Utah hospital director deployed to help fix VA
Veterans Affairs Secretary Eric Shinseki pauses as he speaks at a meeting of the National Coalition for Homeless Veterans, Friday, May 30, 2014, in Washington. (AP Photo/Charles Dharapak)
Retired U.S. Army General Eric K. Shinseki resigned as secretary of the United States Department of Veterans Affairs on Friday. Shinseki's resignation comes amidst controversy surronding a Phoenix VA Medical Center that kept an off-the-books list to conceal long wait times as 40 veterans died waiting to get an appointment. (Dpeartment of Veterans Affairs photo)
While Veterans Affairs Secretary Eric Shinseki has resigned amid a crisis in the agency’s health care system, the director of Utah’s main VA hospital is down south, trying to clean up the mess.
Shinseki resigned Friday after publicly apologizing for recently uncovered problems plaguing the VA’s health care services.
According to the Associated Press, President Barack Obama said he accepted the retired four-star general’s resignation “with considerable regret” during an Oval Office meeting.
Shinseki has been under major fire for several weeks, as lawmakers in both parties have called for his resignation since an internal report found major problems in the enormous VA health care system, which provides medical care to about 6.5 million veterans annually.
Obama said Shinseki served with honor, but the secretary told him the VA is in need of new leadership and at this point, he would only be a distraction.
“I agree. We don’t have time for distractions. We need to fix the problem,” Obama said.
Obama tabbed current VA Deputy Secretary Sloan D. Gibson to run the department on an interim basis while the search for another secretary begins.
An independent review of Veterans Administration health centers determined that government officials falsified records to hide the amount of time former service members have had to wait for medical appointments.
The report found that 1,700 veterans using a Phoenix VA hospital were kept on unofficial wait lists, a practice that helped officials avoid criticism for failing to accommodate former service members in the appropriate amount of time.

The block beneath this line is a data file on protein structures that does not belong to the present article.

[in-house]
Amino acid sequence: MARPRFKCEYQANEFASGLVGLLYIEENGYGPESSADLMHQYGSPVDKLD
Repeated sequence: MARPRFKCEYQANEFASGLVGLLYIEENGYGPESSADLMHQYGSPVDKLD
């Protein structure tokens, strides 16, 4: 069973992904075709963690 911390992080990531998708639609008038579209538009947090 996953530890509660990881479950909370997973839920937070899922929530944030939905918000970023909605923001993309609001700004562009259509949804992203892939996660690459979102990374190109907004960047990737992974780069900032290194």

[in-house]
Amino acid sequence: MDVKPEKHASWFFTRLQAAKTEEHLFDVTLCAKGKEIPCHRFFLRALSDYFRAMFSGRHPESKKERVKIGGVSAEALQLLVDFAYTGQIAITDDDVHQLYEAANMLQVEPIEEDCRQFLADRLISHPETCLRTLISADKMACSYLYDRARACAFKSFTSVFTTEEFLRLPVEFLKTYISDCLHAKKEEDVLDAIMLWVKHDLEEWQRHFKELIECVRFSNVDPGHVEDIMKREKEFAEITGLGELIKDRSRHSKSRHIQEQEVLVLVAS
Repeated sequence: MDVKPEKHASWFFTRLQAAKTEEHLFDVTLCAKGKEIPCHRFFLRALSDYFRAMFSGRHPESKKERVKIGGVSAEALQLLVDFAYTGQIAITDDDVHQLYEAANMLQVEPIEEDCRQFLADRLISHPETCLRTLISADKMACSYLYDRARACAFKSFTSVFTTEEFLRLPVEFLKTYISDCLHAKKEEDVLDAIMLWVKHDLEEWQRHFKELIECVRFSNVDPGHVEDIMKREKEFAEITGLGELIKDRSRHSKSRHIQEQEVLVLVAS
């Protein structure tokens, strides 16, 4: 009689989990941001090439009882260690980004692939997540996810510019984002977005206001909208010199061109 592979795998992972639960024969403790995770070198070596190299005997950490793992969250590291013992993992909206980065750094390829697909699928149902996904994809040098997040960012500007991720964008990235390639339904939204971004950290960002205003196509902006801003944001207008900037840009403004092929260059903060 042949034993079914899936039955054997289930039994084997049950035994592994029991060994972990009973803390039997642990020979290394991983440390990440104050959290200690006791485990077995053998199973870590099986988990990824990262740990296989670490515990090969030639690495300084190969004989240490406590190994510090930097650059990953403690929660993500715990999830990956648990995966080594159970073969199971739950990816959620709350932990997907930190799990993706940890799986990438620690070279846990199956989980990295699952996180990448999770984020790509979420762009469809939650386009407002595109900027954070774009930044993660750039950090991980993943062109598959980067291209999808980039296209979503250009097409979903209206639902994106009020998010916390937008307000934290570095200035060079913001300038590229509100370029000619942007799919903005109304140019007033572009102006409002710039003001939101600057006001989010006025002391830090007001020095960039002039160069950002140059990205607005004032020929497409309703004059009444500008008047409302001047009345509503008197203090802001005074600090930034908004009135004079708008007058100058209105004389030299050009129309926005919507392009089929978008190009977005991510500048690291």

A review of 226 veterans seeking appointments at the hospital in 2013 found that 84 percent had to wait more than two weeks to be seen. But officials at the hospital had reported that fewer than half were forced to wait that long, a false account that was then used to help determine eligibility for employee awards and pay raises.
The agency has made it a goal to schedule appointments for veterans seeking medical care within 30 days. But the interim IG report found that in the 226-case sample the average wait for a veteran seeking a first appointment was 115 days, a period officials allegedly tried to hide by placing veterans on “secret lists” until an appointment could be found in the appropriate time frame.
“We are finding that inappropriate scheduling practices are a systemic problem nationwide,” the report states. “We have identified multiple types of scheduling practices not in compliance with VHA policy.”
As fallout from the scandal continues, Steven Young, director of Salt Lake City’s veterans hospital, has been deployed to Phoenix to oversee the disgraced medical center that is responsible for an estimated 85,000 veterans and an operating budget of about $500 million.
Young has been the director of the Salt Lake City VA Health Care System since June 2009. During his tenure, Salt Lake City’s hospital has made gains in reducing the backlog of veterans claims for benefits. Young’s time in Utah also has seen the VA install clinics in rural communities such as Price and Elko, Nev., where veterans can have a video chat with a physician in Salt Lake City.
“Steve Young is Mr. VA,” said Dennis Howland, president of the Northern Utah Chapter of Vietnam Veterans of America. “He’s really a brilliant man and we’re very pleased he’s involved.”
Howland said the veterans community has been up in arms since news of the Phoenix scandal broke. The national VVA has called for a criminal investigation into the ordeal.
“(We’ve) requested a criminal investigation be immediately undertaken by the United States Attorney for the district of Arizona for possible charges of wilful neglect, potential obstruction of justice, and any other related charges that substantiate reckless endangerment,” VVA National President John Rowan said in a press release.
The problems in Phoenix compound the fact that VA hospitals around the country have struggled to handle the huge volume of veterans who need medical attention.
In the past year alone, VA facilities in South Carolina, Florida, Georgia and Washington state have been linked to delays in patient care or poor oversight.
Government investigators reported this month that employees at a veterans medical clinic in Fort Collins, Colo., were instructed to falsify records to make it appear as though patients were getting appointments close to the day requested.
Howland said whoever replaces Shinseki needs to fix the VA’s backlog problem.
“We try to stay out of the politics of the whole thing, but our responsibility is also to do what’s best for the vets,” he said. “And the timing on evaluations and benefits is still a huge problem.”
The Washington Post and Associated Press Contributed to this story.
Contact reporter Mitch Shaw at 801-625-4233 or firstname.lastname@example.org. Follow him on Twitter at @mitchshaw23.